keep a buffer inventory proportional to variability in demand, stability of
production process and shipping speed
• Type leveling: Make every product every day and reserve capacity for
changeover flexibility
• Heijunka box: A working diagram of type leveling and production schedule
• Work slowly and consistently
• Changeover time
• Buffer inventory: Having some product ready to ship at the beginning of
each production cycle is essential to smoothing production and leveling
demand at consistent rates and quality so that resource waste is minimized
on the line
• Type standardization: By manufacturing one of each product or service a day,
knowledge can be more readily shared across types to benefit every process
 What HEIJUNKA does?
• Stabilizes production volume and variety by
consolidating total number of customer orders
• Spreads out the production in an even manner through-
out the day
• Ensures high order fulfillment rate
• Ensures internal production is balanced
• Established capacity is not over or under-utilized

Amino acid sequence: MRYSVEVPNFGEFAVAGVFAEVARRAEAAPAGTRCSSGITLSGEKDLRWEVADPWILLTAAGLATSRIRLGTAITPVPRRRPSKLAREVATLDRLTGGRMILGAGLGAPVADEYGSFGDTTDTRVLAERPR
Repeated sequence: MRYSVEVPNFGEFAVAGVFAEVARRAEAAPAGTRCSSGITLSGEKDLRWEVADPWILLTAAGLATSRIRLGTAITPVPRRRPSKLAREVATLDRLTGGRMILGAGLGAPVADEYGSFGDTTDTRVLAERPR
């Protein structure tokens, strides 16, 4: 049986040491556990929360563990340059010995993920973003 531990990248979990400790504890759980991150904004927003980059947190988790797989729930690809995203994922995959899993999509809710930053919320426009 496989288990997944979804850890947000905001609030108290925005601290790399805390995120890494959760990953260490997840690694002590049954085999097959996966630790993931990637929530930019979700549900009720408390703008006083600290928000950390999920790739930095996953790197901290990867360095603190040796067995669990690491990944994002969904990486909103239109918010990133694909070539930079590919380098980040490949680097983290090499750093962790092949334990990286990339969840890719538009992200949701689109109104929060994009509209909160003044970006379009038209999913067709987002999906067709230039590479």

 Benefits of Implementing Heijunka:
1. Lead Time Reduction
2. Changeover Time Reduction
3. Reduction in Work in progress
4. Reduction in Inventory obsolescence
5. Improvement in One time delivery.
8. Just In Time
 Just in Time is a lean tool that calls for the production
of what a customer wants, when they want it, in the
quantity they want it, and where they want it.
 Create as much of an item as a customer actually
wants.
 This reduces unnecessary inventory and ensures that
companies only spend on stock that will be paid for.
 Functioning of JIT
• Involves keeping stock
levels to a minimum
• Stock arrives just in time to
be used in production
• Works best when there is a
close relationship between